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Crazy For You: 4 Stars For Frothy Fun

A revival bursting with Gershwin's greatest hits.

Photo Credit: Johan Persson


Review By: Theatre Monthly Panel


Imagine you’re playwright Ken Ludwig, who wrote the fine farce Lend Me a Tenor. Producers call to ask you to write the book for a new musical. “We’re teaming you up with these brothers who do music and lyrics,” they explain. “Anyone I know?” you reply. The answer: the Gershwins. Oh, those guys. The team of Ludwig and Gershwin, who never met because George Gershwin died 55 years before their collaboration, created Crazy for You.


Posters for the show feature a third member of the creative team, director/choreographer Susan Stroman. She deserves the billing, with good, old-fashioned tapping, slapping (basses), and pratfalls. With a score that includes Embraceable You, Someone to Watch Over Me, But Not for Me, and many other all-time hits, the audience can’t help but tap their feet and clap their hands at every opportunity.


Ludwig’s book provides the standard ingredients for a farcical show business comedy: characters that fib, mistaken identity, a not-so-scary villain, and a hero who wants to be a star. Crazy for You’s hero Bobby Child is played by Charlie Stemp, who lit up the West End in Half a Sixpence in 2017. Stemp can dance and flash a smile so pixie-ish, you almost expect him to fly out from the wings in Peter Pan’s tunic and stockings. Stemp sings smoothly, though it’s a thin voice that wouldn’t be heard in the first row without microphones. No matter, Stroman’s design team has calibrated the sound perfectly for the Gillian Lynne Theatre.


We could close this review now with a simple instruction: see it, smile, and swim in the froth. And yet, could we ask for anything more? The answer is yes. For one thing, the acting in the show is, well, not really acting. It’s pulling faces and prepping for a Christmas pantomime. For not one moment do you think that Stemp’s Bobby is anything but a cartoon-like figure who can contort his face, twist his body, and pirouette with the plasticity of Mr. Fantastic. It’s a tribute to supple ligaments, but it raises a question. Could Crazy for You be staged with musical comedy actors who elicit an ounce of sympathy, along with guffaws? It’s not impossible. That’s what made stars of Barbra Streisand, Kevin Kline, and more recently, Sutton Foster.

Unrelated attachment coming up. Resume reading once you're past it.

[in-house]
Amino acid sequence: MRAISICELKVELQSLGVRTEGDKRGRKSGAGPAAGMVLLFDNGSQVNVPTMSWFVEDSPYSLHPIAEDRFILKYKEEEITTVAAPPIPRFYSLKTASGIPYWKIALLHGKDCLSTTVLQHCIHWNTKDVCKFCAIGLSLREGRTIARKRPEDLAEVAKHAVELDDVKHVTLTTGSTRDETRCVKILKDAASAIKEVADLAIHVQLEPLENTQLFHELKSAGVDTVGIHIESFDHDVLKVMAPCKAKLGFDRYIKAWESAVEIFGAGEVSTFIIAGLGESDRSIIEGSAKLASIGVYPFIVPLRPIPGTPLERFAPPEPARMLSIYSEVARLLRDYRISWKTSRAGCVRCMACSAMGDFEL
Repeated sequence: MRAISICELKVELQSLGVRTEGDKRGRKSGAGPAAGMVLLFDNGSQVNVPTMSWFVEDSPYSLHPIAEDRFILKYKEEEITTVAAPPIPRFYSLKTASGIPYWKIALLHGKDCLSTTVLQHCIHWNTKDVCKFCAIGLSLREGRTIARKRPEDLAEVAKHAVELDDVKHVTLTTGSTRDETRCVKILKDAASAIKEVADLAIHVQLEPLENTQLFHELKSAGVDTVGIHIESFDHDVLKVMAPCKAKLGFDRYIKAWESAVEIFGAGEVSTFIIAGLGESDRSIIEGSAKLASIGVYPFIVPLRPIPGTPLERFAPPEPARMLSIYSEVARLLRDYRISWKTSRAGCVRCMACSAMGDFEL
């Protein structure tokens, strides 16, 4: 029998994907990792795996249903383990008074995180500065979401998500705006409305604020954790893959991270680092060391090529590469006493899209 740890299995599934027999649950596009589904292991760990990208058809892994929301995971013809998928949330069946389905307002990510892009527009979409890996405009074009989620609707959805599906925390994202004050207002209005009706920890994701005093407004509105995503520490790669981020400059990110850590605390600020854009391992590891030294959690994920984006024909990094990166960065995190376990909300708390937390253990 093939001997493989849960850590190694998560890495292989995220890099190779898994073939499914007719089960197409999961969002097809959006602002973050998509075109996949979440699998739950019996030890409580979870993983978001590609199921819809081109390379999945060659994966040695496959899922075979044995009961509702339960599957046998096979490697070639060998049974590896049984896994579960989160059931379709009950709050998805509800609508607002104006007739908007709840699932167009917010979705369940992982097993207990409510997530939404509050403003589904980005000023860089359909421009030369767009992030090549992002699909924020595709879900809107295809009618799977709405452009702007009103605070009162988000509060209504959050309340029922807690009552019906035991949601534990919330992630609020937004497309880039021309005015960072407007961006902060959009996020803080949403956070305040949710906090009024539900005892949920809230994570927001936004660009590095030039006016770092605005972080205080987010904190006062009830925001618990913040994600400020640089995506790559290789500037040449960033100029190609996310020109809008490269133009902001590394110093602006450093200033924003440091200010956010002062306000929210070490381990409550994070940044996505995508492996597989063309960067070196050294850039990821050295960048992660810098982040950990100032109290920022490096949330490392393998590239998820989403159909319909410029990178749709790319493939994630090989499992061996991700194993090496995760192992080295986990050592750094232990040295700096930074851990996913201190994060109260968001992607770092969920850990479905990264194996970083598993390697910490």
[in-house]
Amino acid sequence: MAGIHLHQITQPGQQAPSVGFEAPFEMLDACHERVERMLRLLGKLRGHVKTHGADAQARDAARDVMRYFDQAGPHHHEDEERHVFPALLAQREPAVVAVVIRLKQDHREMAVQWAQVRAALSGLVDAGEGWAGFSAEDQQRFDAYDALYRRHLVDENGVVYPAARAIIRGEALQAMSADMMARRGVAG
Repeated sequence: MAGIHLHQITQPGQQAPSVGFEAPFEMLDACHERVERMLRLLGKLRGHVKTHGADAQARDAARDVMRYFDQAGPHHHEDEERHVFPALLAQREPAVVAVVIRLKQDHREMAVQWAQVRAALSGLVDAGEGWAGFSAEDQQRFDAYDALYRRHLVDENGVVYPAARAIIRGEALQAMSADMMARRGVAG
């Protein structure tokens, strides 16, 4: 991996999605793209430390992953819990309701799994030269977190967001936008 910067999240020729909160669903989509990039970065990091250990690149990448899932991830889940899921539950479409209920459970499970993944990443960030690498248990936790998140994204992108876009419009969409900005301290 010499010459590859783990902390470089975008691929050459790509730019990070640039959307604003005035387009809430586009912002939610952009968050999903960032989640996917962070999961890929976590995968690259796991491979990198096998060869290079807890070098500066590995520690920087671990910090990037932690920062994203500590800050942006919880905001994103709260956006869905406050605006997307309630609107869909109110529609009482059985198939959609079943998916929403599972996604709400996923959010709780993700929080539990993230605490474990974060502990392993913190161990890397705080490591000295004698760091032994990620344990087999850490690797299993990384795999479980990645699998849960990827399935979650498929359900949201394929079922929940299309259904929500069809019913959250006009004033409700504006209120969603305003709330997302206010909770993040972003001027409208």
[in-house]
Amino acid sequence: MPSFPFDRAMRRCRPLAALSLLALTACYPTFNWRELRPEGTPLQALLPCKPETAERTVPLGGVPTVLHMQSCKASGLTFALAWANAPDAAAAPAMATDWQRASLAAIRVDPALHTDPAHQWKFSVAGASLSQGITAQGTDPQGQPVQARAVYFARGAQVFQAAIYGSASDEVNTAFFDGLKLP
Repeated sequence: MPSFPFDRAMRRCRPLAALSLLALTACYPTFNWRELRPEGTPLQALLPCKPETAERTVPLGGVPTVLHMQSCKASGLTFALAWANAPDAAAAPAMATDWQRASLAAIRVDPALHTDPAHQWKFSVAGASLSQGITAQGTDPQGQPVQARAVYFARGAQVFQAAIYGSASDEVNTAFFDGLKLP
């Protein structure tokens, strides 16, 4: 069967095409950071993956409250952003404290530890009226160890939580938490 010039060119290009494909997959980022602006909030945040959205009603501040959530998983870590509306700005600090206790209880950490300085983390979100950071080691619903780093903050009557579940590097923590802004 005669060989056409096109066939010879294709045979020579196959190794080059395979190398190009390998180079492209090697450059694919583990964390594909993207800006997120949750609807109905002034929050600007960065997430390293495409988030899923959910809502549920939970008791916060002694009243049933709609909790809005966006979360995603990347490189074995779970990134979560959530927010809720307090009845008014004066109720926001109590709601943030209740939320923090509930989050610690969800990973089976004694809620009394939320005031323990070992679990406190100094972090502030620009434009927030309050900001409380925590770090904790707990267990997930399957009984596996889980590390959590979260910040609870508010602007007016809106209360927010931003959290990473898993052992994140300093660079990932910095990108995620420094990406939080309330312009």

Ludwig’s book sometimes sounds creaky, even though it was written “only” thirty years ago. For one thing, the female roles can be grating. Soon after the curtain rises, we meet Bobby’s fiancée, Irene (Natalie Kassanga). She’s crass, spoiled, and deluded into thinking that Bobby cares for her. But wait, aren’t they engaged? How’d that happen? Why is it her fault she’s deluded? Bobby (and the audience) can’t wait for her exit. Then we meet Polly Baker (Carly Anderson), an Annie Oakley-type and the doting daughter of a failing theatre-owner in Deadrock, Nevada. At first, Polly seems smart, but within minutes she’s fooled into kissing Bobby, who’s impersonating Bela Zangler (Tom Edden) a middle-aged impresario with an accent borrowed from a Halloween Dracula show. Irving Berlin’s original Annie Get Your Gun script somehow seems more modern.


Despite these flaws, when you walk out of Crazy for You, you will smile and forgive any of these faults, for which you certainly can’t blame George Gershwin.


Crazy for You Review: 4 Stars

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